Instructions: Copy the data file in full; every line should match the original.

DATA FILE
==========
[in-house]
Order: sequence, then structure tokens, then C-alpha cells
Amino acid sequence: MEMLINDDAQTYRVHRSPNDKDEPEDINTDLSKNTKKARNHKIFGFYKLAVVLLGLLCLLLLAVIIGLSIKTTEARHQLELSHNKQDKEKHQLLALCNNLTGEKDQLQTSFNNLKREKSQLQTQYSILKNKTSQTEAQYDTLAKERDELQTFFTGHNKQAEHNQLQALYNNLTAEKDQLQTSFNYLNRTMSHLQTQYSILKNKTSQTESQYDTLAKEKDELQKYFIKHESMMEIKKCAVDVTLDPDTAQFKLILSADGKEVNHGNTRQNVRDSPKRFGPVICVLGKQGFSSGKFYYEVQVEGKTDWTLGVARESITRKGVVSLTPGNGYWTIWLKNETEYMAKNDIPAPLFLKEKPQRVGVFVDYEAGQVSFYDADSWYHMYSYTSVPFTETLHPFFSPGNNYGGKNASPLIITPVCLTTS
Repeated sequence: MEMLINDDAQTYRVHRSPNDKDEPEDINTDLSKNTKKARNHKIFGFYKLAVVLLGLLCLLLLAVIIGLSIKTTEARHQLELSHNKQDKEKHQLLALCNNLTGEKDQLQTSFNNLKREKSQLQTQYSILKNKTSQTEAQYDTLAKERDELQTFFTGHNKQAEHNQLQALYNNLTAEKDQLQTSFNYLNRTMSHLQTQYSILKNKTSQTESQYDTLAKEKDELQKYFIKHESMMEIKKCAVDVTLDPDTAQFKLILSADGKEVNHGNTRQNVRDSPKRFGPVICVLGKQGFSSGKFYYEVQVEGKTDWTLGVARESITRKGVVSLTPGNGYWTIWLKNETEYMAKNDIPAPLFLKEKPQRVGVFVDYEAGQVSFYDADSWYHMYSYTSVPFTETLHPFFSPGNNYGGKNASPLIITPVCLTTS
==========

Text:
[in-house]
Order: sequence, then structure tokens, then C-alpha cells
Amino acid sequence: MEMLINDDAQTYRVHRSPNDKDEPEDINTDLSKNTKKARNHKIFGFYKLAVVLLGLLCLLLLAVIIGLSIKTTEARHQLELSHNKQDKEKHQLLALCNNLTGEKDQLQTSFNNLKREKSQLQTQYSILKNKTSQTEAQYDTLAKERDELQTFFTGHNKQAEHNQLQALYNNLTAEKDQLQTSFNYLNRTMSHLQTQYSILKNKTSQTESQYDTLAKEKDELQKYFIKHESMMEIKKCAVDVTLDPDTAQFKLILSADGKEVNHGNTRQNVRDSPKRFGPVICVLGKQGFSSGKFYYEVQVEGKTDWTLGVARESITRKGVVSLTPGNGYWTIWLKNETEYMAKNDIPAPLFLKEKPQRVGVFVDYEAGQVSFYDADSWYHMYSYTSVPFTETLHPFFSPGNNYGGKNASPLIITPVCLTTS
Repeated sequence: MEMLINDDAQTYRVHRSPNDKDEPEDINTDLSKNTKKARNHKIFGFYKLAVVLLGLLCLLLLAVIIGLSIKTTEARHQLELSHNKQDKEKHQLLALCNNLTGEKDQLQTSFNNLKREKSQLQTQYSILKNKTSQTEAQYDTLAKERDELQTFFTGHNKQAEHNQLQALYNNLTAEKDQLQTSFNYLNRTMSHLQTQYSILKNKTSQTESQYDTLAKEKDELQKYFIKHESMMEIKKCAVDVTLDPDTAQFKLILSADGKEVNHGNTRQNVRDSPKRFGPVICVLGKQGFSSGKFYYEVQVEGKTDWTLGVARESITRKGVVSLTPGNGYWTIWLKNETEYMAKNDIPAPLFLKEKPQRVGVFVDYEAGQVSFYDADSWYHMYSYTSVPFTETLHPFFSPGNNYGGKNASPLIITPVCLTTS